Tuesday, October 27, 2015

FindMyPast: The 1939 Register, The Wartime Domesday Book

NOTE from DearMYRTLE: The following was received from our friends at FindMyPast about a "census substitute" for England and Wales. For further information please contact Alex Cox acox@findmypast.com.

Explore your world on the eve of war
41 million people recorded in one day on the eve of WWII

The 1939 Register will be launched online on November 2nd by Findmypast.com in association with The National Archives. Dubbed ‘The Wartime Domesday Book’, it is the most comprehensive survey of the population of England and Wales ever taken

On November 2nd 2015, the eagerly awaited 1939 Register will be launched online by Findmypast, a world leader in family history. Anyone can now discover their family, their home and their community on the eve of WWII. Until now, the most recent information available was the 1911 census. Owing to the 100 year rule, the 1921 census will not be released until 2022, while the 1931 census was destroyed in the war and the 1941 census was never taken. The 1939 Register therefore bridges an important 30-year gap in history.

In September 1939, WWII had just broken out. 65,000 enumerators were employed to visit every house in England and Wales to take stock of the civil population. The information that they recorded was used to issue Identity Cards, plan mass evacuations, establish rationing and co-ordinate other war-time provisions. In the longer term, the 1939 Register would go on to play a central role in the establishment of post-war services like the NHS. 

Comprising 1.2 million pages in 7,000 volumes and documenting the lives of 41 million people, the 1939 Register opens a window to a world on the brink of cataclysmic change. Each record includes the names of inhabitants at each address, their date of birth, marital status and occupation. A wealth of contextual information, including period photographs never before seen online, infographics, region-specific newspaper articles and historical and contemporary maps, are personally tailored to each record, offering a rich and unique user experience unrivalled by any other family history research tool to date.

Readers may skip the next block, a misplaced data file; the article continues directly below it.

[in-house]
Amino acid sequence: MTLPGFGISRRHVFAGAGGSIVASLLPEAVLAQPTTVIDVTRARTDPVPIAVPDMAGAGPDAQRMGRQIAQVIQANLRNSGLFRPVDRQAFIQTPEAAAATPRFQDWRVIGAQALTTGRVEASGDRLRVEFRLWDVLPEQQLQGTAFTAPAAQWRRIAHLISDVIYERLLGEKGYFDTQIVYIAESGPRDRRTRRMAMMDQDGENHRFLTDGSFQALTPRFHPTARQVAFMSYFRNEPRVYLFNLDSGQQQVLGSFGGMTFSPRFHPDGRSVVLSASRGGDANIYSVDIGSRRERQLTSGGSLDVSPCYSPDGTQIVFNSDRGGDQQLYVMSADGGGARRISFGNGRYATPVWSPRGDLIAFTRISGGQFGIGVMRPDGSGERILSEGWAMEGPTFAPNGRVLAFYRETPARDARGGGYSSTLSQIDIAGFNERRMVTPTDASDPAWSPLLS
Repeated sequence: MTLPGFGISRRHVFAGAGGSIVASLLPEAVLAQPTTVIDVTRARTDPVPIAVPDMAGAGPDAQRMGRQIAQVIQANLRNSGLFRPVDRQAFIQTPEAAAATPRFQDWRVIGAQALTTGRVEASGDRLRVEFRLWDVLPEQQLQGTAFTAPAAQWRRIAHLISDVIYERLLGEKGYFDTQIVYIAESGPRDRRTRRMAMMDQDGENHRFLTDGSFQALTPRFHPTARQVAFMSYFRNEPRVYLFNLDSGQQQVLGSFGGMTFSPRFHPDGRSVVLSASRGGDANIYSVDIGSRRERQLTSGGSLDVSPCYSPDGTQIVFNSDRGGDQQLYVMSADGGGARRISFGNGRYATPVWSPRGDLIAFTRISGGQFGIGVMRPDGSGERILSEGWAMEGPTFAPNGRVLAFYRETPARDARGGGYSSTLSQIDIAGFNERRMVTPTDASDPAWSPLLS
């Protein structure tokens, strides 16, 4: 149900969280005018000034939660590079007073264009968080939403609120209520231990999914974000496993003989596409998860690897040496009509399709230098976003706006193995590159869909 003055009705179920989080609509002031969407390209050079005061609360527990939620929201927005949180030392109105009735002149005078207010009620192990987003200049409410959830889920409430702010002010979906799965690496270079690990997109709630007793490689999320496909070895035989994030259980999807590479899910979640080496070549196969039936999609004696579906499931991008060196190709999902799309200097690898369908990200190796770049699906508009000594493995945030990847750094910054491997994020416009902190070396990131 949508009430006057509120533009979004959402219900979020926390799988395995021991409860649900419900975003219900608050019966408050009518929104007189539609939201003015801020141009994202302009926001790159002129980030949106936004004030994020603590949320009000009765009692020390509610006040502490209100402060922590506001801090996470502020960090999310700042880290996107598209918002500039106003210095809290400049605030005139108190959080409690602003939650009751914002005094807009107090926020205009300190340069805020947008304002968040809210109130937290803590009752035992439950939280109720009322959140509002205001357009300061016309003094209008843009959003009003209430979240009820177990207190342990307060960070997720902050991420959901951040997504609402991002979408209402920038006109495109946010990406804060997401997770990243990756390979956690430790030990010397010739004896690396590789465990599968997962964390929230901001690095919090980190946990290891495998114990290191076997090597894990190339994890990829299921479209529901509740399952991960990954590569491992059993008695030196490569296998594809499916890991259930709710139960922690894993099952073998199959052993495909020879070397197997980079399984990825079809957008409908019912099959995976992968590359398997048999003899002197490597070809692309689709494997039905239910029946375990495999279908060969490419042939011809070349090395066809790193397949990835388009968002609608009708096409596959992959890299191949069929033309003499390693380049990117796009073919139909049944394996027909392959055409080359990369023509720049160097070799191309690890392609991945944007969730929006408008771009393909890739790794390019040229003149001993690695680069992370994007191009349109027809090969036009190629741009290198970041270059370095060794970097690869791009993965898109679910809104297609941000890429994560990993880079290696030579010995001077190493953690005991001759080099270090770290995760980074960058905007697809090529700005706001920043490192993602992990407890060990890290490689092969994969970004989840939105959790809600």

Findmypast has undertaken a monumental task in digitising the 1939 Register. Stacked end-to-end, the hard copy volumes would have reached twice the height of St Paul’s Cathedral. Work on conserving, scanning, transcribing and digitising the Register has been ongoing for more than a year. Despite the challenge of translating 65,000 unique sets of handwriting, including updates that have been made by hand up until 1991, Findmypast guarantees at least 98.5% accuracy of readable records. The result is a direct route to the past that will allow users to glimpse their family, their home and their communities in 1939, as they’ve never seen them before.

Paul Nixon, military expert at Findmypast says: “The 1939 Register is one of the most important documents of modern British history.  It allows us to see where our relatives were living, with whom and what jobs they did at the start of World War II. To help people understand the period better and to create a picture of our world in 1939, we have added a range of contextual information to bring the records to life. Maps, photographs, newspapers, and infographics will immerse the user in the period and give a flavour of what life was like for our parents or grandparents.”